Photo by James F. Watson

National Association of Home Builders

Design fad no. 8: much less soil development, more focus on multifamily. The tendency is to smaller developments and infill properties using a proximity to transport and other conveniences. A mixture of housing types and buyer profiles is clear to ensure that households across generations can live near one other. Less emphasis is now placed on the importance of an auto, as buyers wish to reside in walk-to-everything communities.

This endeavor: Finest in Region, Pacific Northwest
Legacy at Riverpark Apartments, Redmond, Washington
Project Team:
• Architect/Designer: EDI International, Houston
• Builder: Legacy Partners Residential, Inc., Mercer Island, Washington
• Interior Designer: Robin Chell Design, Seattle
• Developer: Legacy Partners Residential Development, Seattle
• Land Planner: Tiscareno Associates (Master Plan Architect), Seattle

Photo by Vicaso

More: The Case for Cautious Optimism

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Marine Blue Washes Ashore

As its name implies, marine blue is drawn from naval uniforms and ocean depths, plus it is a cornerstone of the classic coastal palette. Nevertheless this soulful, satisfying color — a hot colour with the barest undercurrent of green — looks even fresher away from the ocean.

Just like a well-cut blazer, marine blue is versatile, handsome and always in good taste, whether it takes the kind of Hollywood Regency elegance or eclectic chic. Have a look at the enormously different styles it adopts in the spaces below.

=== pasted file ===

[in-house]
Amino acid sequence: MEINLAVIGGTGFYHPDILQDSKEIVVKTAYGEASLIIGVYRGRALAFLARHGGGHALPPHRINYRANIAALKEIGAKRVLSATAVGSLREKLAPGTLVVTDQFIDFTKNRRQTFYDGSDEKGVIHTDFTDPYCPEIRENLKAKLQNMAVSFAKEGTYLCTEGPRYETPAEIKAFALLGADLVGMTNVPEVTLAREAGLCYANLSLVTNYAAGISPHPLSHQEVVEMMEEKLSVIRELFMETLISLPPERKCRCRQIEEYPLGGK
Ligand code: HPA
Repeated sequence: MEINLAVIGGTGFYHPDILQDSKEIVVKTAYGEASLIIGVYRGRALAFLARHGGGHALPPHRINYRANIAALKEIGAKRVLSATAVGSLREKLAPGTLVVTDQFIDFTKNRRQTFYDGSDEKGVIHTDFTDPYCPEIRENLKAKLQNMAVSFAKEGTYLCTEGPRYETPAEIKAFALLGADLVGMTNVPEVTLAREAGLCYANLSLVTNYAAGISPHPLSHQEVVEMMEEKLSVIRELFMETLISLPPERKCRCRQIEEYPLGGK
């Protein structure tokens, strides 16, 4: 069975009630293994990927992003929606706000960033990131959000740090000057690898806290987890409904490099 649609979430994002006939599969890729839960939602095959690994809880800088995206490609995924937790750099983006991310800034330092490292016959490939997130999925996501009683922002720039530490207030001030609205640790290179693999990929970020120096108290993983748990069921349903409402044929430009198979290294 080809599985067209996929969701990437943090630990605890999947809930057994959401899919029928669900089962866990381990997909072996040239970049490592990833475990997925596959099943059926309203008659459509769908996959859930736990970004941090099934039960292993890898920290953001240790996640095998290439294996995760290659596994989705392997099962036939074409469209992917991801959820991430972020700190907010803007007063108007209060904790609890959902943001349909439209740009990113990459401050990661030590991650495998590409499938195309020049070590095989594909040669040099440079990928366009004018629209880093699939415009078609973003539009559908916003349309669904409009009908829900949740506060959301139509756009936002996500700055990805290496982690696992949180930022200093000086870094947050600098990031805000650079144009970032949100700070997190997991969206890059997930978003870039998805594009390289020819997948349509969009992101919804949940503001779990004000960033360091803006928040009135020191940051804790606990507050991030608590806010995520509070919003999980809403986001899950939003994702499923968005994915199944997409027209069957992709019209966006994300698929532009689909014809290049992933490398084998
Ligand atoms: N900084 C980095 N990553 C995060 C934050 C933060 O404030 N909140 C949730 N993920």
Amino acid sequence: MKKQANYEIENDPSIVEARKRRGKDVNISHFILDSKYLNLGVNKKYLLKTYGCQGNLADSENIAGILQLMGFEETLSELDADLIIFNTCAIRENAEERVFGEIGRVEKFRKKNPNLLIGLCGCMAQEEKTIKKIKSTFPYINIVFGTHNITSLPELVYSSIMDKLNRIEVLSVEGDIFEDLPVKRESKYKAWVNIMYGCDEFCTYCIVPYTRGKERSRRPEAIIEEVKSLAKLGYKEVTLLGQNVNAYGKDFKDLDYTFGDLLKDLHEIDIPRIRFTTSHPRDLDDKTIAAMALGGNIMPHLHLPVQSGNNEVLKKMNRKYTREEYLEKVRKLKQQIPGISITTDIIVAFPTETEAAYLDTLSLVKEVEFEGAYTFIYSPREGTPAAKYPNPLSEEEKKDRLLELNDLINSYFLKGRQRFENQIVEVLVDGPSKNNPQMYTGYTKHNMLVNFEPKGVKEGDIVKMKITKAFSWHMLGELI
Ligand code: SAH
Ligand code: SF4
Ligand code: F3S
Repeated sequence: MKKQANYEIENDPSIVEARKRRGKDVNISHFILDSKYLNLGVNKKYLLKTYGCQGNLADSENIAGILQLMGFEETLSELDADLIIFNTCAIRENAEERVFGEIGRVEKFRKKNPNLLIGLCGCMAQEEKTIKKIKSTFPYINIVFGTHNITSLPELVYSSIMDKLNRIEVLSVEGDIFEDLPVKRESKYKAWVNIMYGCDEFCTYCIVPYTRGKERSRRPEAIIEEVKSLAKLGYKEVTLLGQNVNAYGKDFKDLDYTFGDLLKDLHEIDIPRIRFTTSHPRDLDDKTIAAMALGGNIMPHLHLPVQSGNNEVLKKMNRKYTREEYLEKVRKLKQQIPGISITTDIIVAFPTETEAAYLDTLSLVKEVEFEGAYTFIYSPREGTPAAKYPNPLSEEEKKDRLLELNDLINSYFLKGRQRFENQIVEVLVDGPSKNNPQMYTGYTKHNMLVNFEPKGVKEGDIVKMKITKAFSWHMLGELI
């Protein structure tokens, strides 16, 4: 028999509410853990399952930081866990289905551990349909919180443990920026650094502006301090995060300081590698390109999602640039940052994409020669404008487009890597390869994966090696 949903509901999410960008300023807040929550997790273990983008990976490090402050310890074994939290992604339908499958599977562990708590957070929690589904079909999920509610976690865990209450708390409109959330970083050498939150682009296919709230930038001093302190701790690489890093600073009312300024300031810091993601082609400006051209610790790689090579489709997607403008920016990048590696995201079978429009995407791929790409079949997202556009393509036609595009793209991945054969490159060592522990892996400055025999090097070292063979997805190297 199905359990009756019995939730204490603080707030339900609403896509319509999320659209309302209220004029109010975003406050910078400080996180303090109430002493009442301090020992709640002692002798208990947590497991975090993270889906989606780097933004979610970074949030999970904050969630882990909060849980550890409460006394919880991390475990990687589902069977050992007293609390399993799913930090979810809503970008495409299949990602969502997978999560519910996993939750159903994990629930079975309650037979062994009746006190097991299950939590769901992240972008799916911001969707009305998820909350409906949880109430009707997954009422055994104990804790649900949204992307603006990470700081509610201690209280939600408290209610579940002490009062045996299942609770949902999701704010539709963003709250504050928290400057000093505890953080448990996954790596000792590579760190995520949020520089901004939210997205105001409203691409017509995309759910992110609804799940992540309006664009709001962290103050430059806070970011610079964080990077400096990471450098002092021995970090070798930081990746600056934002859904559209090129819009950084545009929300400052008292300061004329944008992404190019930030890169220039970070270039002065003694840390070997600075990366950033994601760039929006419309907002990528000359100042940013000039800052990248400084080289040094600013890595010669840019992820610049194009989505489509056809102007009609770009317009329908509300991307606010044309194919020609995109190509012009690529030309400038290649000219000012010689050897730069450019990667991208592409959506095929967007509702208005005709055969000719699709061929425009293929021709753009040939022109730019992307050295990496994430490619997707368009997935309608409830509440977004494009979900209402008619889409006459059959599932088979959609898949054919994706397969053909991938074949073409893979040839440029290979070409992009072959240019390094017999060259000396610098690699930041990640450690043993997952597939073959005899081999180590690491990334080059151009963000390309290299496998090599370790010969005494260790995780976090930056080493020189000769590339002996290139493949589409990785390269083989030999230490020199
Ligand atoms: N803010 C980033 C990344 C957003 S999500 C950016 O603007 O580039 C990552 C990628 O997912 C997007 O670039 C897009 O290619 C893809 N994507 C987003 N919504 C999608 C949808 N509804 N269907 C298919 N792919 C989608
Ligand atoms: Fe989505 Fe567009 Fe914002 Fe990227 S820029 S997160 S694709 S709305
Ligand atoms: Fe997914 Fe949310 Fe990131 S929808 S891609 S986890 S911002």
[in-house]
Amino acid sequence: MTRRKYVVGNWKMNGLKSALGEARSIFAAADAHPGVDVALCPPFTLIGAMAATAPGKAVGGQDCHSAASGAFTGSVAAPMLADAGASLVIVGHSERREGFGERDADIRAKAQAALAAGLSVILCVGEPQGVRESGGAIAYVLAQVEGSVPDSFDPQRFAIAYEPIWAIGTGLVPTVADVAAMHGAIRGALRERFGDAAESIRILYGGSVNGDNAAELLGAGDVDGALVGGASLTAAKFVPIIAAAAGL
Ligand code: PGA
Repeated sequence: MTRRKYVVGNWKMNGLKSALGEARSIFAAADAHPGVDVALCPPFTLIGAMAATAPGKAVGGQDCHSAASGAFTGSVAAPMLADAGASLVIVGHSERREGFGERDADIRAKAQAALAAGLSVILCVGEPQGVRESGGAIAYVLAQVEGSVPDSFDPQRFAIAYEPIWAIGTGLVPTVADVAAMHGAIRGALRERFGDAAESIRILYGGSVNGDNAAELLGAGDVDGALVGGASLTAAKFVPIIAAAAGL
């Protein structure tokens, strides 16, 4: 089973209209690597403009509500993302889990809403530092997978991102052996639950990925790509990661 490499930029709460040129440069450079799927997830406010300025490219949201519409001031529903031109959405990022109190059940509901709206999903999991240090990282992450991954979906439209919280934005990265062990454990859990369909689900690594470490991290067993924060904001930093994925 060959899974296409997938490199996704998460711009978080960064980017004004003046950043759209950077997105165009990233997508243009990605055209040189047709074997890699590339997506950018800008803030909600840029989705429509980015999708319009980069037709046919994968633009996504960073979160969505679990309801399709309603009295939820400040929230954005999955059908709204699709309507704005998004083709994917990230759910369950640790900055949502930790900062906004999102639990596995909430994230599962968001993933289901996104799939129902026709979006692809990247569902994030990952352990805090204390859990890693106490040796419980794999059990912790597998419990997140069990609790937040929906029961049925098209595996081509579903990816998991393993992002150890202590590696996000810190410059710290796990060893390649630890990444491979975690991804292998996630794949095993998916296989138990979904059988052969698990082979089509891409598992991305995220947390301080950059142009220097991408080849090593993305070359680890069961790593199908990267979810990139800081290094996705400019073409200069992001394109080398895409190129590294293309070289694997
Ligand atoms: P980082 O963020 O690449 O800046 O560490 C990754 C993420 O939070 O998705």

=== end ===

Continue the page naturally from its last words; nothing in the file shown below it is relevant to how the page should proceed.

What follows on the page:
ZeroEnergy Design

A delightful marine-blue background adds richness and depth to this headboard. It complements the red-orange wall in the adjoining living room perfectly.

Glazed marine-blue backsplash tiles provide an otherwise neutral kitchen additional dimension. The white and natural wood surfaces retain the focus on that gorgeous stroke of color.

Katie Denham Interiors

Marine blue accents help to floor the bold reds in this bedroom. Though this home sits on the California coast, the appearance would be just as appropriate for a Chicago pied-à-terre or even a suburban ranch in Raleigh.

Studio William Hefner

This ranks up there with my all-time favourite photographs on . The blue velvet glows in the light bouncing off the walls along with the antiqued mirror, its own tones shifting between marine and navy and indigo for a quietly dramatic impact.

Jeff Sheats Designs

Though this bathroom would feel on point in a coastal home, swapping out the art would push it in a more conventional direction. The aluminum sink picks the hot undertones in the blue cabinet finish and represents a subtle spin on the classic pairing of blue and orange.

Lizette Marie Interior Design

Nuanced, striated blue tiles in a pattern of interlocking ovals provide this transitional bathroom a beautiful feeling of motion and flow.

Savvy Interiors

The time-honored blue and yellow color palette receives a sophisticated spin with a butter-hued sofa and extreme marine blue on the walls along with ottoman.

Belzberg Architects

Under a cloak of luminous blue tile this tub area shimmers just like the ocean.

Benjamin Moore Marine Blue 2059-10 Paint – $35.95

Rich and complex, this gloomy could be ideal for a research, a powder tub, a boudoir or a dining room. Add a coating of lacquer to give it a high-wattage gleam.

Sundance Catalog